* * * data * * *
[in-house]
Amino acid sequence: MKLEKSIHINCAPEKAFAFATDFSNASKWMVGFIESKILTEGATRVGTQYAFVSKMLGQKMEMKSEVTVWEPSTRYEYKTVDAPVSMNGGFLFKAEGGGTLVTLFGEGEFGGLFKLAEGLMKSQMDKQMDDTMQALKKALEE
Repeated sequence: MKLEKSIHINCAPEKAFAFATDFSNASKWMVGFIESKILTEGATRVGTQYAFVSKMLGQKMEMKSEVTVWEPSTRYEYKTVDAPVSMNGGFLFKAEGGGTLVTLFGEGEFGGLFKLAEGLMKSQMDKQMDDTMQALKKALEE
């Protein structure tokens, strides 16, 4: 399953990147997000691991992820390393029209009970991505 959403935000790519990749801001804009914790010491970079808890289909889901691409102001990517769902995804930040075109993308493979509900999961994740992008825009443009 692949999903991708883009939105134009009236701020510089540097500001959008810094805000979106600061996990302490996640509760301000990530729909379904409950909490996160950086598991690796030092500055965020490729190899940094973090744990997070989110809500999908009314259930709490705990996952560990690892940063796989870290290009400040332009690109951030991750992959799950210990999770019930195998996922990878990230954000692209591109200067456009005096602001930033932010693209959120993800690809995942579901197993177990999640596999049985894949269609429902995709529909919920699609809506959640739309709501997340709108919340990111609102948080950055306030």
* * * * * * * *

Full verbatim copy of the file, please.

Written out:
[in-house]
Amino acid sequence: MKLEKSIHINCAPEKAFAFATDFSNASKWMVGFIESKILTEGATRVGTQYAFVSKMLGQKMEMKSEVTVWEPSTRYEYKTVDAPVSMNGGFLFKAEGGGTLVTLFGEGEFGGLFKLAEGLMKSQMDKQMDDTMQALKKALEE
Repeated sequence: MKLEKSIHINCAPEKAFAFATDFSNASKWMVGFIESKILTEGATRVGTQYAFVSKMLGQKMEMKSEVTVWEPSTRYEYKTVDAPVSMNGGFLFKAEGGGTLVTLFGEGEFGGLFKLAEGLMKSQMDKQMDDTMQALKKALEE
């Protein structure tokens, strides 16, 4: 399953990147997000691991992820390393029209009970991505 959403935000790519990749801001804009914790010491970079808890289909889901691409102001990517769902995804930040075109993308493979509900999961994740992008825009443009 692949999903991708883009939105134009009236701020510089540097500001959008810094805000979106600061996990302490996640509760301000990530729909379904409950909490996160950086598991690796030092500055965020490729190899940094973090744990997070989110809500999908009314259930709490705990996952560990690892940063796989870290290009400040332009690109951030991750992959799950210990999770019930195998996922990878990230954000692209591109200067456009005096602001930033932010693209959120993800690809995942579901197993177990999640596999049985894949269609429902995709529909919920699609809506959640739309709501997340709108919340990111609102948080950055306030």